In the Czech Republic wine is produced in two main areas, though wine is predominantly produced in the southern region of Moravia particularly around the River Dyje, with a few vineyards located in the northern region of Bohemia. Moravia accounts for around 95% of the country's planted vineyards, which is why Czech wine is regularly referred to as Moravian wine. Wine production centers on local grape varietals, but there has been an increase in the production of established international varietals such as Cabernet Sauvignon, though it must be noted these new vines are still extremely small in area and production.
The capital of Moravia is Brno and the wine regions and vineyards are located from about 50 km south of Brno. The Moravia wine region borders neighbouring Austria and Slovakia.

 

The first mention of vineyards in the region come from the area of Pálava and are connected with the period of the Roman wars - it was this area where Marcus Aurelius had his legions established a military station.
It was then during the ‘Thirty Year War’ (1618-1648) which destroyed a significant area of the vineyards in the Czech Republic, and over the next hundred years they were gradually replanted, though nowhere near the area of vines shown in historical records. Also in 1763, Austrian vintners asked Maria Theresa (the archduchess of Austria, Holy Roman Empress, and the queen of Hungary and Bohemia) to limit new vineyard plantings in Moravia to reduce the competition from Moravian wines.
In 1873 the School of Viniculture was founded in the town of Valtice close to the Austrian border. Czech wine classification defines two wine-growing regions in the country, referred on the wine bottle as (Czech: Vinařská oblast). These are Moravia (Vinařská oblast Morava) and Bohemia (Vinařská oblast Čechy).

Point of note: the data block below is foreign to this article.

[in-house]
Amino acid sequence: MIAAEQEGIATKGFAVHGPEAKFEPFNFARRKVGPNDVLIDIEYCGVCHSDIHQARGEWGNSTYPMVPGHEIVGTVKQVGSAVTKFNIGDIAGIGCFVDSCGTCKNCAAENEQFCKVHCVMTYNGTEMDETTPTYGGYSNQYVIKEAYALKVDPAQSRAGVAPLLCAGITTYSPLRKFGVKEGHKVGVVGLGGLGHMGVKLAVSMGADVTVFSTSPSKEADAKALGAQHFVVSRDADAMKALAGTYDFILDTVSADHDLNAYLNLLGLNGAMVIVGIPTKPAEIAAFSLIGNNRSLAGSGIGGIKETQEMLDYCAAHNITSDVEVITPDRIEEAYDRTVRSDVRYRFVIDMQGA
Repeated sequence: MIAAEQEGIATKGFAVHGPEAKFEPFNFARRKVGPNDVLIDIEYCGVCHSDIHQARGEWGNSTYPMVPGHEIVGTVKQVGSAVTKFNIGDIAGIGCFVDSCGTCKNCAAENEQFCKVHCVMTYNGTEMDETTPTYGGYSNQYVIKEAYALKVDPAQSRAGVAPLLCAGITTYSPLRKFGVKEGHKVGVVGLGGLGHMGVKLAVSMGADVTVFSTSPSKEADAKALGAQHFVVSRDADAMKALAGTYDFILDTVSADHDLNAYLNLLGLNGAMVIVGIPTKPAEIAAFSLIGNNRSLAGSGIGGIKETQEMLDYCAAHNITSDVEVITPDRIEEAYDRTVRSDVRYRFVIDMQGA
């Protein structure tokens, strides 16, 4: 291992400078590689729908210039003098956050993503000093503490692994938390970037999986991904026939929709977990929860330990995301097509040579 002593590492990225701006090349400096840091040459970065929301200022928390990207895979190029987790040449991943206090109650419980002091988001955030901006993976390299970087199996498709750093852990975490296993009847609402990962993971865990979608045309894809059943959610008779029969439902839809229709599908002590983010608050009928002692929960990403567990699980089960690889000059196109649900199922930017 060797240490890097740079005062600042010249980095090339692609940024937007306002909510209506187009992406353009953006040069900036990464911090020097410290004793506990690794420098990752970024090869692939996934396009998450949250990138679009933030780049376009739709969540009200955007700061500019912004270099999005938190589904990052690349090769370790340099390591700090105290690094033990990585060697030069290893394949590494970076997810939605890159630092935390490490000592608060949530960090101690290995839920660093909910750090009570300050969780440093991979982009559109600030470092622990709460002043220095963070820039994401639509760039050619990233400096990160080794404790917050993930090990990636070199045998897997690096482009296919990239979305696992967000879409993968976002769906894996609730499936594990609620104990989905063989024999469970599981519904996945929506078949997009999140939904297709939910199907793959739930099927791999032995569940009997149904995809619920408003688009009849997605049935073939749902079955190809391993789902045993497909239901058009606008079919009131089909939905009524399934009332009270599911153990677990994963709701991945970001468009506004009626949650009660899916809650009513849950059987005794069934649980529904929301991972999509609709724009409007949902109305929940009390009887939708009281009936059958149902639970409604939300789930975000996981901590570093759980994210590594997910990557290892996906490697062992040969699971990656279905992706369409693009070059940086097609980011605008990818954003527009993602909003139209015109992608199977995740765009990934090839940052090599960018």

Moravia is further divided into 4 wine growing sub-regions; each named after a major town or region. These sub-regions are: Mikulovská, Znojemská, Velkopavlovická and Slovácká.
The Moravian wine region covers approximately 20,000 hectares producing in excess of 350,000 hectolitres of wine annually. There are over 50 different grape varietals planted in this small area with soil types and diversity ranging from sandy, dry, and rocky to rich which results in giving the wine their fresh, mineral and aromatic taste and makes them exceptional and outstanding.
The main white varietals include: Müller-Thurgau, Grüner Veltliner, Welschriesling, Riesling, Sauvignon Blanc, Pinot Blanc, Chardonnay, Pinot Gris, and Gewürztraminer.
The main red varietals include: Saint Laurent, Blaufränkisch, Zweigelt, Pinot Noir, Blauer Portugieser and Cabernet Sauvignon.
Along with these traditional red and white wines, Moravia also produces rosé wines, bottle fermented sparkling wines and sweet ice wines.
Czech wine classifications refer to the origin of the grapes and their ripeness determined by measuring the must weight in the grape juice at the time of harvest. Sugar content is expressed in units of °NM, which indicates how many kilograms of sugar are contained in one hundred litres of grape juice. One degree on the NM scale is equivalent to one kilogram of natural sugar in 100 litres of grape must. Czech wine is typically labelled with its varietal, detailed description of its origin, and wine quality attributes. In general, wine produced from grapes with a higher must-weight level and from a single vineyard are considered higher quality.
A Czech wine label will typically specify one or more of the following terms:
Vinařská oblast - (Region) e.g. Morava (Moravia)
Vinařská podoblast - (Sub-region) e.g. Velkopavlovická (Velké Pavlovice)
Vinařská obec - (Village)
Trať - (Vineyard)
The Moravia wine region is renowned for its little villages comprising of wine cellars - just wine cellars with no permanent residents. The town of Velké Bílovice has over thousand registered wine producers. The most planted and produced varietals are white wine, though the local heavy soil provides excellent conditions for red wine varieties too. The Velkopavlovická sub-region is considered the heart of red wines in the country. The Mikulovská sub-region is the largest in the Czech Republic, with vineyards covering more than 2500 hectares.
Moravian wines are currently not widely distributed outside of the Czech Republic. Also all of the best wines are served and enjoyed locally for special gastronomical experiences in hotels and restaurants.